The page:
Have you ever attended a Somali Wedding?
HARGEISA, 19 January 2010 (Somalilandpress) – A new trend of modern Somali weddings is getting bolder every passing day in the Muslim dominated Northeastern Province of Kenya, replacing the old forms of traditional ceremonies that are now getting extinct.
Among the new Somali generations, marriage culminates into an expensive wedding day often characterized by a complete ceremonial mantra. Economic analysts here argue that Somali weddings are among the most expensive in the world.
The ambitious new generations are now discarding their old traditions — the way of their grandparents — moving into a full-fledged, Western-styled ceremonies that has made marrying so expensive, discouraging many of the youths who are surviving on the edge due to ravaging poverty.
Some decades ago, Somali weddings were symbolic of communal unity, where families of both the bride and the groom had distinct cultural roles to play. The once prevalent tradition is now hard to come by as modern civilization takes deeply entrenched roots in most parts of Africa.
“What we are seeing these days are a total diversion from our traditional practice; we can describe it as just mere escapism,” argues aged Ahmed Abdille, a Somali traditionalist. “And if the current trend of lifestyle is anything to go by, our rich tradition is getting extinct.”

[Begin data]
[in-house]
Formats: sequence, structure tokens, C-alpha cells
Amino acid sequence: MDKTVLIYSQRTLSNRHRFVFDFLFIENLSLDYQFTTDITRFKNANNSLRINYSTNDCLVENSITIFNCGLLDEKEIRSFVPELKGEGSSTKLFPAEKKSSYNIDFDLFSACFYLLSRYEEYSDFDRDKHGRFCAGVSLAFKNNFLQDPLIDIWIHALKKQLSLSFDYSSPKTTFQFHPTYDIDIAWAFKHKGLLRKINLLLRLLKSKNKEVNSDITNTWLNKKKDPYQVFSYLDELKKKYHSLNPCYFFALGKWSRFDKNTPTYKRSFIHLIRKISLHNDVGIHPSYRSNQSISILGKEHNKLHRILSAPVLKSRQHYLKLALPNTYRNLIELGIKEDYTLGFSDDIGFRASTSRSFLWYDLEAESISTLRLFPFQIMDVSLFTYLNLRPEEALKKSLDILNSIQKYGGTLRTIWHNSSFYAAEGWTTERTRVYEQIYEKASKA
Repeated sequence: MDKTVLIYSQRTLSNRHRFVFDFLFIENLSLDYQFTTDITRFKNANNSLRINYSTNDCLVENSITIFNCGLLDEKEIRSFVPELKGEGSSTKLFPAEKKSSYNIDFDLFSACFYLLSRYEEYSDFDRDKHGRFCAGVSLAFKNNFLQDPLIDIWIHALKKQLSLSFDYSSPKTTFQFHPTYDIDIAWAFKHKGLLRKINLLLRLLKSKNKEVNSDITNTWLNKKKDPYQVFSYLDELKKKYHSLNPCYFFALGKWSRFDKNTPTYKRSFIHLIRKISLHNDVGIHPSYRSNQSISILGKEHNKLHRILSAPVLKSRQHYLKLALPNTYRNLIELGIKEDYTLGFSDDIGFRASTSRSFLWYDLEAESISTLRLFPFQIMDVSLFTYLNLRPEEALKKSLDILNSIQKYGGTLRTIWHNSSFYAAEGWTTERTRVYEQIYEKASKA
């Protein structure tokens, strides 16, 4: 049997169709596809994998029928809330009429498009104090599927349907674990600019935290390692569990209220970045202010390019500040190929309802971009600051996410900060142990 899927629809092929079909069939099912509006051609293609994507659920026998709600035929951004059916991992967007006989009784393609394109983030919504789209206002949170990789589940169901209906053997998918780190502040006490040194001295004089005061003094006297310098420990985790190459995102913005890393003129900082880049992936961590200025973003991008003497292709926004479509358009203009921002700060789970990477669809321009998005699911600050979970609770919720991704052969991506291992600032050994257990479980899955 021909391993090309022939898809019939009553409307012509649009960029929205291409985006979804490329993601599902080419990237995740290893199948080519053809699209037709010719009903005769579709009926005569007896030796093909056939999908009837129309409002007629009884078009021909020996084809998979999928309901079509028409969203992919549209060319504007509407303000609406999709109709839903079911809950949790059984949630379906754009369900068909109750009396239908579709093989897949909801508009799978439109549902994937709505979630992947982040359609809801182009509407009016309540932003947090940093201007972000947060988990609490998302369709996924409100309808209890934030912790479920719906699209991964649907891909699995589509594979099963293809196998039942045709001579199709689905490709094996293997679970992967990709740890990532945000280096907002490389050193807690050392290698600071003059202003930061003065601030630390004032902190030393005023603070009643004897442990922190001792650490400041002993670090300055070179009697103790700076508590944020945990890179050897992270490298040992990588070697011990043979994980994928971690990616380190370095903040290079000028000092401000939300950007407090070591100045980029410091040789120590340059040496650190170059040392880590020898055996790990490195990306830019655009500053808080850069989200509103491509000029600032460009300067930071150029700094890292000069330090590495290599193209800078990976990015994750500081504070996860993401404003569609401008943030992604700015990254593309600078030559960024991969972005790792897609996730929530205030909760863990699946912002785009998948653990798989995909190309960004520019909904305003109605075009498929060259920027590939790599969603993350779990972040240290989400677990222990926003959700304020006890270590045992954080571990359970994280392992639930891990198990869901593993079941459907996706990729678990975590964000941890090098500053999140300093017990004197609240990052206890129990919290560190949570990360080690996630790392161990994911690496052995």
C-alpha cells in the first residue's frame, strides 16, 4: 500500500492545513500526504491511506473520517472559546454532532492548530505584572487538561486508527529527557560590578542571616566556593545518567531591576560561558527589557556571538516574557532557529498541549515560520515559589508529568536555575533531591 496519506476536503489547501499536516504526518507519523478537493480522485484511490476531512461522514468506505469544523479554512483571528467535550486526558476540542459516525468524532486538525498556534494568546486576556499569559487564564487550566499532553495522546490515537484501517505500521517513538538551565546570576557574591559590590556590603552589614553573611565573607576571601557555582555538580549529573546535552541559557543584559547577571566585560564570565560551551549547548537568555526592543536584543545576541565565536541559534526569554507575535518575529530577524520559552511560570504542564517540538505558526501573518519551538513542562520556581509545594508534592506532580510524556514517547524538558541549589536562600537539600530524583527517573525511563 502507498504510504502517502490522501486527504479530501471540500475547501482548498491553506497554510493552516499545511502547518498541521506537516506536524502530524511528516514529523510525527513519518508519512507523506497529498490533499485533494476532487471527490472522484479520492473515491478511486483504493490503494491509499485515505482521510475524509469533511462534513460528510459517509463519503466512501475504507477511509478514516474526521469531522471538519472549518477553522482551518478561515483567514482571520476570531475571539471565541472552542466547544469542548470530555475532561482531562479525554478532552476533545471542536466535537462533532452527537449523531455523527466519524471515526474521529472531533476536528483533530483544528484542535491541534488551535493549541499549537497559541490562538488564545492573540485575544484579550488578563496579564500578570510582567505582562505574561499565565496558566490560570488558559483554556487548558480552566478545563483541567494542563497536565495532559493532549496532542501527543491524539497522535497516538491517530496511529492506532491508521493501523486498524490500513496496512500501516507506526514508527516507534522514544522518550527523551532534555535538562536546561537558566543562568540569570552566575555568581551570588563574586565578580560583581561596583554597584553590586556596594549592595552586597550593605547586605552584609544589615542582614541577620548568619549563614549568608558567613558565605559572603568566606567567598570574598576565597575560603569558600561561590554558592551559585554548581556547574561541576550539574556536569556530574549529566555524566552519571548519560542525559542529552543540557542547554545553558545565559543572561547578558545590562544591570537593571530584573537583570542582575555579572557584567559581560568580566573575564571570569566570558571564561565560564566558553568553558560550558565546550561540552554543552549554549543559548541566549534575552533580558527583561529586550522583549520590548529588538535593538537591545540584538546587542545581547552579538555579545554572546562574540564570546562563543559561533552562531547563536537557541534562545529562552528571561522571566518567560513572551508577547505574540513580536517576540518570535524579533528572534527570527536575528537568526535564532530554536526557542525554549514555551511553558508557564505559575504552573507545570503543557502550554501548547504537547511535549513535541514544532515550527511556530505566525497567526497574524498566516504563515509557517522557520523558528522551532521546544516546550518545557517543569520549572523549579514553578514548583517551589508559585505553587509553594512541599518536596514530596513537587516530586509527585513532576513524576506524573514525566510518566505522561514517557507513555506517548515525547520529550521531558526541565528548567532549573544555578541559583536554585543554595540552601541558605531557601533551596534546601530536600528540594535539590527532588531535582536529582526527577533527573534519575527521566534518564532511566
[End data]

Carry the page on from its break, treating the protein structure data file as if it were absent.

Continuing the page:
Old vs. New
Many self-proclaimed traditionalists recall what they describe as a rich cultural set up that has enabled marriage among the youth to be a very cheap and simple practice during the good old days.
Resting on a mixture of Somali cultural and prevalent Islamic tradition, old Somalis say marriage customs have been adored in their time as it offered a chance of marriage for both the poor and the rich.
“Somali traditional wedding ceremonies were seen as a major communal activity where two families or even clans were emerging to make some form of unity, unlike these days when it has become to serve only two individuals,” adds Mr. Abdille.
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Traditional wedding ceremonies were elaborate, involving feasting and singing poems that lasted for few days. Apart from turning the youths from childhood to adulthood, the rituals carried a clear message of bonding families to share both problems and profits.
“For instance, weddings were conducted only when it was rainy season, even the poor youths could be assisted by families and relatives to enable them marry,” notes a Somali traditionalist.
Newlyweds follow a series of wedding customs, and attention was paid to social-cultural milieu of the large Muslim community.
“There were many communal rituals to be performed right from the nikah (tying of knot) to Gelbis (going home). All these rituals were symbolic, carrying clear messages meant for the newlyweds,” observes Abdille.
“If you want to follow the good old weddings, it starts from the first meeting of the in-laws to exchanging customary gifts, as well as rituals to be followed leading up to the eve and on the wedding day,” says Hassan Salat, who recalls his wedding day some three decades ago.
Much of the ceremony’s paraphernalia that was practiced during those days were passed on down along the way, but now the trend is far from normal.